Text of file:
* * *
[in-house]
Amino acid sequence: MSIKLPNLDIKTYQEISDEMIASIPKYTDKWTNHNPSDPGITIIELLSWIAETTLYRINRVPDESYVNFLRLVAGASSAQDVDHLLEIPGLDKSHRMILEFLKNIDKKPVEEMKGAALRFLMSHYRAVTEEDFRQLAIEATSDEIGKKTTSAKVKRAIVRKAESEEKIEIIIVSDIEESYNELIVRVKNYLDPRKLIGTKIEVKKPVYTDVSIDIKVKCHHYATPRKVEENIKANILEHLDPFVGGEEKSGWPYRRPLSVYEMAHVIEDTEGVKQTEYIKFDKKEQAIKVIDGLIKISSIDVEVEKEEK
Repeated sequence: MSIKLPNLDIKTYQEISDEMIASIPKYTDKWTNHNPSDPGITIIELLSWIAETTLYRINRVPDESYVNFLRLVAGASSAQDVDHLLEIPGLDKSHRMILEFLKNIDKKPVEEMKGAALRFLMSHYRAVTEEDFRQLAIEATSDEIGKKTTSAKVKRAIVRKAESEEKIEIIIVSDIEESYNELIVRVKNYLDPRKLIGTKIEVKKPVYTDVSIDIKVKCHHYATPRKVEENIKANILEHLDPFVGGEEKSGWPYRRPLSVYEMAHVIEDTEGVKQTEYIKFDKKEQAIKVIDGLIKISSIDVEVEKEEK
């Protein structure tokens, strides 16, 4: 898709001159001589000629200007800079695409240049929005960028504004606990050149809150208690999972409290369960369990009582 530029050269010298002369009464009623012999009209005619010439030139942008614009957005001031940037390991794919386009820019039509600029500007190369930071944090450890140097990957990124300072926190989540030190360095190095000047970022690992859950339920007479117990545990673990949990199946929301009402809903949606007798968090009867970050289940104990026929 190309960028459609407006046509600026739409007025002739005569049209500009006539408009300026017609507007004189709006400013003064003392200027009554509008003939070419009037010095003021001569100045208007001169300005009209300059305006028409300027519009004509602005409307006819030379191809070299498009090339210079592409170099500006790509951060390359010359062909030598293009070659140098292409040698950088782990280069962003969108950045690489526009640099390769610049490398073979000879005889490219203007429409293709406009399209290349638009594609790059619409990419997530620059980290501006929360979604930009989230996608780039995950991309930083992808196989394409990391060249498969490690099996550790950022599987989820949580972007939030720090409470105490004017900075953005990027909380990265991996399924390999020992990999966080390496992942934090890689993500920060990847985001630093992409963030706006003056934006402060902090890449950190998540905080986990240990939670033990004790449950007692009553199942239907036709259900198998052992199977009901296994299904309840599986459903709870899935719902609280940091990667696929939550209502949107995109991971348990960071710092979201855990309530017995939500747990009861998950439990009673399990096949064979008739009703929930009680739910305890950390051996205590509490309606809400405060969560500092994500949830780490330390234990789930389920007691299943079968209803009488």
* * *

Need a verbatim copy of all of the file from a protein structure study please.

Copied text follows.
[in-house]
Amino acid sequence: MSIKLPNLDIKTYQEISDEMIASIPKYTDKWTNHNPSDPGITIIELLSWIAETTLYRINRVPDESYVNFLRLVAGASSAQDVDHLLEIPGLDKSHRMILEFLKNIDKKPVEEMKGAALRFLMSHYRAVTEEDFRQLAIEATSDEIGKKTTSAKVKRAIVRKAESEEKIEIIIVSDIEESYNELIVRVKNYLDPRKLIGTKIEVKKPVYTDVSIDIKVKCHHYATPRKVEENIKANILEHLDPFVGGEEKSGWPYRRPLSVYEMAHVIEDTEGVKQTEYIKFDKKEQAIKVIDGLIKISSIDVEVEKEEK
Repeated sequence: MSIKLPNLDIKTYQEISDEMIASIPKYTDKWTNHNPSDPGITIIELLSWIAETTLYRINRVPDESYVNFLRLVAGASSAQDVDHLLEIPGLDKSHRMILEFLKNIDKKPVEEMKGAALRFLMSHYRAVTEEDFRQLAIEATSDEIGKKTTSAKVKRAIVRKAESEEKIEIIIVSDIEESYNELIVRVKNYLDPRKLIGTKIEVKKPVYTDVSIDIKVKCHHYATPRKVEENIKANILEHLDPFVGGEEKSGWPYRRPLSVYEMAHVIEDTEGVKQTEYIKFDKKEQAIKVIDGLIKISSIDVEVEKEEK
């Protein structure tokens, strides 16, 4: 898709001159001589000629200007800079695409240049929005960028504004606990050149809150208690999972409290369960369990009582 530029050269010298002369009464009623012999009209005619010439030139942008614009957005001031940037390991794919386009820019039509600029500007190369930071944090450890140097990957990124300072926190989540030190360095190095000047970022690992859950339920007479117990545990673990949990199946929301009402809903949606007798968090009867970050289940104990026929 190309960028459609407006046509600026739409007025002739005569049209500009006539408009300026017609507007004189709006400013003064003392200027009554509008003939070419009037010095003021001569100045208007001169300005009209300059305006028409300027519009004509602005409307006819030379191809070299498009090339210079592409170099500006790509951060390359010359062909030598293009070659140098292409040698950088782990280069962003969108950045690489526009640099390769610049490398073979000879005889490219203007429409293709406009399209290349638009594609790059619409990419997530620059980290501006929360979604930009989230996608780039995950991309930083992808196989394409990391060249498969490690099996550790950022599987989820949580972007939030720090409470105490004017900075953005990027909380990265991996399924390999020992990999966080390496992942934090890689993500920060990847985001630093992409963030706006003056934006402060902090890449950190998540905080986990240990939670033990004790449950007692009553199942239907036709259900198998052992199977009901296994299904309840599986459903709870899935719902609280940091990667696929939550209502949107995109991971348990960071710092979201855990309530017995939500747990009861998950439990009673399990096949064979008739009703929930009680739910305890950390051996205590509490309606809400405060969560500092994500949830780490330390234990789930389920007691299943079968209803009488």